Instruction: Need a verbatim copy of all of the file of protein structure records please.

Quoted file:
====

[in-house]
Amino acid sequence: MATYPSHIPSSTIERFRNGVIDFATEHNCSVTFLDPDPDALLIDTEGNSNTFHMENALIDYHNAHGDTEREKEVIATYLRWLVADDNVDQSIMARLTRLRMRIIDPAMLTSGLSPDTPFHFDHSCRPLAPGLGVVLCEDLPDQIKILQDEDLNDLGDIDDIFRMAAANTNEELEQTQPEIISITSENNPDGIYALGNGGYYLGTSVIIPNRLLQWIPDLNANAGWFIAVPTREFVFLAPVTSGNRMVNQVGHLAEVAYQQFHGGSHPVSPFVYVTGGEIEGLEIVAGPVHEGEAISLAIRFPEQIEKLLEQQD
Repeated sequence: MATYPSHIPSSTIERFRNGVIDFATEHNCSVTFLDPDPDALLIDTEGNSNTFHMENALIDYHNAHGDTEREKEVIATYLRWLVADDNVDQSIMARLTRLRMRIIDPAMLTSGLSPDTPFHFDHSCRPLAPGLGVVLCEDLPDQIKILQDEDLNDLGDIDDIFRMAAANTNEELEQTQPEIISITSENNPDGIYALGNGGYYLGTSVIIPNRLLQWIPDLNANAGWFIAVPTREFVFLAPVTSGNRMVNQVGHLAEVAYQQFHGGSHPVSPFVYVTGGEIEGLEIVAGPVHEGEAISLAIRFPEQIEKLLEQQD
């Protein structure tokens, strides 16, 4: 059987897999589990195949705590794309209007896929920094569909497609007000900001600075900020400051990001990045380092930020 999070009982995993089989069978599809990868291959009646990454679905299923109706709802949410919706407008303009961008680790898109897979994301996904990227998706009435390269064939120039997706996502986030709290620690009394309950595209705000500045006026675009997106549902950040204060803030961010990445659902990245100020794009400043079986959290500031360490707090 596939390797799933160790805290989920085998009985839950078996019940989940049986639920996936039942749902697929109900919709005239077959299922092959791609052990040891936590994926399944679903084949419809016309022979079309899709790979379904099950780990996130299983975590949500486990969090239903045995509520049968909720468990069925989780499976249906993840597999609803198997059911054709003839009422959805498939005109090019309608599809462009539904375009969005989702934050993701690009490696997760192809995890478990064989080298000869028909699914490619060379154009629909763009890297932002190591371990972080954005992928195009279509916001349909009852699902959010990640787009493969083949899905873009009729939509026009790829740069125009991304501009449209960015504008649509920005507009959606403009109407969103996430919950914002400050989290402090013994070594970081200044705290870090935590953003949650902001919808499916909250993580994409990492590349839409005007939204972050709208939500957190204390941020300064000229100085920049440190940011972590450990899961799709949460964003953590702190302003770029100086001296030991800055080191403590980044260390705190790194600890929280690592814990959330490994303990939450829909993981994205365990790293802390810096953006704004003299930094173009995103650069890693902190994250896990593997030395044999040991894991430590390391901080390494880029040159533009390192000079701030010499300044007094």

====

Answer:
[in-house]
Amino acid sequence: MATYPSHIPSSTIERFRNGVIDFATEHNCSVTFLDPDPDALLIDTEGNSNTFHMENALIDYHNAHGDTEREKEVIATYLRWLVADDNVDQSIMARLTRLRMRIIDPAMLTSGLSPDTPFHFDHSCRPLAPGLGVVLCEDLPDQIKILQDEDLNDLGDIDDIFRMAAANTNEELEQTQPEIISITSENNPDGIYALGNGGYYLGTSVIIPNRLLQWIPDLNANAGWFIAVPTREFVFLAPVTSGNRMVNQVGHLAEVAYQQFHGGSHPVSPFVYVTGGEIEGLEIVAGPVHEGEAISLAIRFPEQIEKLLEQQD
Repeated sequence: MATYPSHIPSSTIERFRNGVIDFATEHNCSVTFLDPDPDALLIDTEGNSNTFHMENALIDYHNAHGDTEREKEVIATYLRWLVADDNVDQSIMARLTRLRMRIIDPAMLTSGLSPDTPFHFDHSCRPLAPGLGVVLCEDLPDQIKILQDEDLNDLGDIDDIFRMAAANTNEELEQTQPEIISITSENNPDGIYALGNGGYYLGTSVIIPNRLLQWIPDLNANAGWFIAVPTREFVFLAPVTSGNRMVNQVGHLAEVAYQQFHGGSHPVSPFVYVTGGEIEGLEIVAGPVHEGEAISLAIRFPEQIEKLLEQQD
């Protein structure tokens, strides 16, 4: 059987897999589990195949705590794309209007896929920094569909497609007000900001600075900020400051990001990045380092930020 999070009982995993089989069978599809990868291959009646990454679905299923109706709802949410919706407008303009961008680790898109897979994301996904990227998706009435390269064939120039997706996502986030709290620690009394309950595209705000500045006026675009997106549902950040204060803030961010990445659902990245100020794009400043079986959290500031360490707090 596939390797799933160790805290989920085998009985839950078996019940989940049986639920996936039942749902697929109900919709005239077959299922092959791609052990040891936590994926399944679903084949419809016309022979079309899709790979379904099950780990996130299983975590949500486990969090239903045995509520049968909720468990069925989780499976249906993840597999609803198997059911054709003839009422959805498939005109090019309608599809462009539904375009969005989702934050993701690009490696997760192809995890478990064989080298000869028909699914490619060379154009629909763009890297932002190591371990972080954005992928195009279509916001349909009852699902959010990640787009493969083949899905873009009729939509026009790829740069125009991304501009449209960015504008649509920005507009959606403009109407969103996430919950914002400050989290402090013994070594970081200044705290870090935590953003949650902001919808499916909250993580994409990492590349839409005007939204972050709208939500957190204390941020300064000229100085920049440190940011972590450990899961799709949460964003953590702190302003770029100086001296030991800055080191403590980044260390705190790194600890929280690592814990959330490994303990939450829909993981994205365990790293802390810096953006704004003299930094173009995103650069890693902190994250896990593997030395044999040991894991430590390391901080390494880029040159533009390192000079701030010499300044007094």